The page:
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Aula della Curia 360° virtual tour

This is a seldom visited and totally unique sight in Bergamo, a 12th century judgment hall of the bishop containing interesting medieval frescoes. Since the 10th century the bishop had the right to administer all justice, criminal and civil within the walls of the city.

In order to get here, first find Tempietto di Santa Croce and then walk up the stairs to enter the bishop's palace. Another entrance is to the right of Cappella Colleoni.

1. Why was this hall built?

Location of the hall makes it very strange since it occupies the place where normally the nave and the main facade of Santa Maria Maggiore should be. However, it was confirmed during an early 20th century restoration of the hall that it did not cover any decorated main facade as Santa Maria church had never had one. Typically medieval churches were built from east to west, meaning that works were started with the apse and the last section to be built was the main facade. It has been suggested that probably plans were altered after the 1222 earthquake and instead of building a main facade, the hall was added to stabilize the church. Evidence to support this theory could be the large arch spanning over the audience hall. According to opponents of the theory, the arch is neither located centrally not connected to any of the piers. Furthermore, there is no evidence that any stabilization works were performed on any other walls of the church.

Another possible explanation of the location of the hall is that it could have been raised by the bishop to impede any further development of the Santa Maria Maggiore church. Being built by the commune of the city, Santa Maria church separated the bishop's palace from the old cathedral of St. Vincent. Weird proportions of Santa Maria -a large apse and transept attached to a relatively small nave - indicate that probably it was planned to be extended towards the bishop's palace. In order to demonstrate his power over the commune, the bishop could have prevented the expansion plans of the church and restored the broken relationship with his people. An evidence to support this explanation could be the existence of a false window of the hall, exactly centered with the main aisle of the church. Inside this false window are frescoes of the first two bishops of Bergamo, St. Narnus and Viator giving pontifical benediction.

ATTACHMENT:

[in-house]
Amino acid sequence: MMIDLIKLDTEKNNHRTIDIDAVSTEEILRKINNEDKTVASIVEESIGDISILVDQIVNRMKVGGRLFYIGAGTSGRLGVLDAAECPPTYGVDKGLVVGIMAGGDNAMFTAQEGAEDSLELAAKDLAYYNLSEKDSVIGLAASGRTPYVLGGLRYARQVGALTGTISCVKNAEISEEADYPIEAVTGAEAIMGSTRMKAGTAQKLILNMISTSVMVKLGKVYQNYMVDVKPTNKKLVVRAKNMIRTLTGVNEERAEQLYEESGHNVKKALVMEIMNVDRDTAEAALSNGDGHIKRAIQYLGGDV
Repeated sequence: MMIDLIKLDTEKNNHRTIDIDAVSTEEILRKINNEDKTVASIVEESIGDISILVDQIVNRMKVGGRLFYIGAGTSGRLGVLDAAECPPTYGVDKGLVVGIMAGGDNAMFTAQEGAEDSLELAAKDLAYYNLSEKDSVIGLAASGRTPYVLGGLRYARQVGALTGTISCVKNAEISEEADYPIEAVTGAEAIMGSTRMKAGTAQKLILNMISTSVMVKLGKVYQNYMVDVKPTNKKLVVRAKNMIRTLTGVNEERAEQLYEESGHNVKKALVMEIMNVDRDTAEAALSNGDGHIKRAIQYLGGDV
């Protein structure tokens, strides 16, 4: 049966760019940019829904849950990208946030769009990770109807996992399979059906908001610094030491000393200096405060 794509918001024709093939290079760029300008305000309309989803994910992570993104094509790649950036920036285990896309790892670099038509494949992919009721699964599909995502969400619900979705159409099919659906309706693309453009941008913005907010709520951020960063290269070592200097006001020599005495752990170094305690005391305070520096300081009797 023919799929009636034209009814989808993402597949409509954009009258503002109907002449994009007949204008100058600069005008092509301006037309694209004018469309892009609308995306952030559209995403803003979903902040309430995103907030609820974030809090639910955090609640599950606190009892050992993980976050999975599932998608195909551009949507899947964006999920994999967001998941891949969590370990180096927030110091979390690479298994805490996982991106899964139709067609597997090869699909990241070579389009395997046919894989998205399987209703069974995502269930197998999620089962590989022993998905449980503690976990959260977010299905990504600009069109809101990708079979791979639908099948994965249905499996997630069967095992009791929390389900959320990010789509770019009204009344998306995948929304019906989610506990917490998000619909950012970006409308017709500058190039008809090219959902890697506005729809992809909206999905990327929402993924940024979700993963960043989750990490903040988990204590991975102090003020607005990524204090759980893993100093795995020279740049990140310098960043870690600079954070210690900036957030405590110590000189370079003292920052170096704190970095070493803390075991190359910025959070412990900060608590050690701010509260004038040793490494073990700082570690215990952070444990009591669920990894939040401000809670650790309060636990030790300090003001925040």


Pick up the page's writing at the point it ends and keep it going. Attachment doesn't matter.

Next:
2. What to see

Interior decoration of the hall contains five rows of 13th century frescoes. From the ceiling towards the floor, they are the following: a band of animal figures; a band of vine and leaf interlacing, scenes from the life of Jesus, geometric designs and a drapery. Restoration works revealed that originally the hall was taller but the floor was raised during the Renaissance ages resulting in a significant decrease of the height of the drapery motifs.

It is easy to recognize common narrative scenes like the the Last Supper or Jesus washing the feet of an apostle. Below the sitting apostle is the previously mentioned false-window with a depiction of the riding St. Alexander, patron saint of the city and the blessing figures of early bishops. The large arch is framed by figures of an angel and Virgin Mary forming a large Annunciation scene.

Passing the arch, events from the life of Jesus continue from left to right with his prayer in the Garden of Gethsemane; Kiss of Judas and soldiers capturing Jesus while Peter beats the servant of the High Priest and finally Christ standing before Pilate. It is very likely that the story continued on the wall facing Santa Croce with the Crucifixion but nothing remained from it. Frescoes of the back wall focus on the topic of judgment: figure of the bishop and the Last Judgment can easily be recognized. To the left is an image of Christ in glory holding a scroll proclaiming, "Let he who wishes to come to me, deny his very self." To the right Jesus, the Judge is either portrayed as in the Book of Revelation, with a double-edged sword coming out of his mouth that would destroy unrepentant sinners. An explanation of the depiction of apocalyptic scenes could be that they were to remind people of the authority of the bishop received from Jesus, the Judge of all the earth.

3. Location

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